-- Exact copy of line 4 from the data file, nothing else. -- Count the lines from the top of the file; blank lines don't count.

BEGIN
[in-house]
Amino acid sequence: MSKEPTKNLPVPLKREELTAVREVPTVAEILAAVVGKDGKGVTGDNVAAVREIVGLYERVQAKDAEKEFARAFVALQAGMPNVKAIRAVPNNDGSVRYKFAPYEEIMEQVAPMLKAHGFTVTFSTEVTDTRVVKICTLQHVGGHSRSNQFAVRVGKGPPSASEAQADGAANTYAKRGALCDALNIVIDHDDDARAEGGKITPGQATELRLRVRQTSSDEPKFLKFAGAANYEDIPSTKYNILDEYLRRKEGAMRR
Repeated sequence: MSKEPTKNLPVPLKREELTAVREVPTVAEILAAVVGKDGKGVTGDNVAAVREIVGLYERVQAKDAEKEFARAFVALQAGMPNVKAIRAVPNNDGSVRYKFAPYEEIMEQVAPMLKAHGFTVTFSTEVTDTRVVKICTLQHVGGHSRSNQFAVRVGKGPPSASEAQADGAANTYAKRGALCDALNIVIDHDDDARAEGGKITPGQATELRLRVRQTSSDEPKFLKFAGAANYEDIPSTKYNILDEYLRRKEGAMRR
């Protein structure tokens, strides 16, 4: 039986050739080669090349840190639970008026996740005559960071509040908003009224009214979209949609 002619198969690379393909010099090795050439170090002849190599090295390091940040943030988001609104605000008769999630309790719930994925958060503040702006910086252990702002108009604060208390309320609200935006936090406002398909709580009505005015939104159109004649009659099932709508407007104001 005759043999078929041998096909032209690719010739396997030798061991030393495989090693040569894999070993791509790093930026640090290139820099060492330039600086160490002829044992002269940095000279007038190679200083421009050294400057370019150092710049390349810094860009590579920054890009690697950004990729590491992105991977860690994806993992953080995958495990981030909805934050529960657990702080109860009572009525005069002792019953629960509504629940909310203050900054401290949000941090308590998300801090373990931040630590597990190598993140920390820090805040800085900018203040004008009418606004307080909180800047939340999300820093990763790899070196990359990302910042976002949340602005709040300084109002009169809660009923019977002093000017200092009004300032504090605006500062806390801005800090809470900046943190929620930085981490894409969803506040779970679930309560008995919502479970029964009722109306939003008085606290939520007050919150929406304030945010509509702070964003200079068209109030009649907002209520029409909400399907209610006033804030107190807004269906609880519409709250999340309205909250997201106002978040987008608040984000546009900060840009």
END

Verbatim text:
């Protein structure tokens, strides 16, 4: 039986050739080669090349840190639970008026996740005559960071509040908003009224009214979209949609 002619198969690379393909010099090795050439170090002849190599090295390091940040943030988001609104605000008769999630309790719930994925958060503040702006910086252990702002108009604060208390309320609200935006936090406002398909709580009505005015939104159109004649009659099932709508407007104001 005759043999078929041998096909032209690719010739396997030798061991030393495989090693040569894999070993791509790093930026640090290139820099060492330039600086160490002829044992002269940095000279007038190679200083421009050294400057370019150092710049390349810094860009590579920054890009690697950004990729590491992105991977860690994806993992953080995958495990981030909805934050529960657990702080109860009572009525005069002792019953629960509504629940909310203050900054401290949000941090308590998300801090373990931040630590597990190598993140920390820090805040800085900018203040004008009418606004307080909180800047939340999300820093990763790899070196990359990302910042976002949340602005709040300084109002009169809660009923019977002093000017200092009004300032504090605006500062806390801005800090809470900046943190929620930085981490894409969803506040779970679930309560008995919502479970029964009722109306939003008085606290939520007050919150929406304030945010509509702070964003200079068209109030009649907002209520029409909400399907209610006033804030107190807004269906609880519409709250999340309205909250997201106002978040987008608040984000546009900060840009």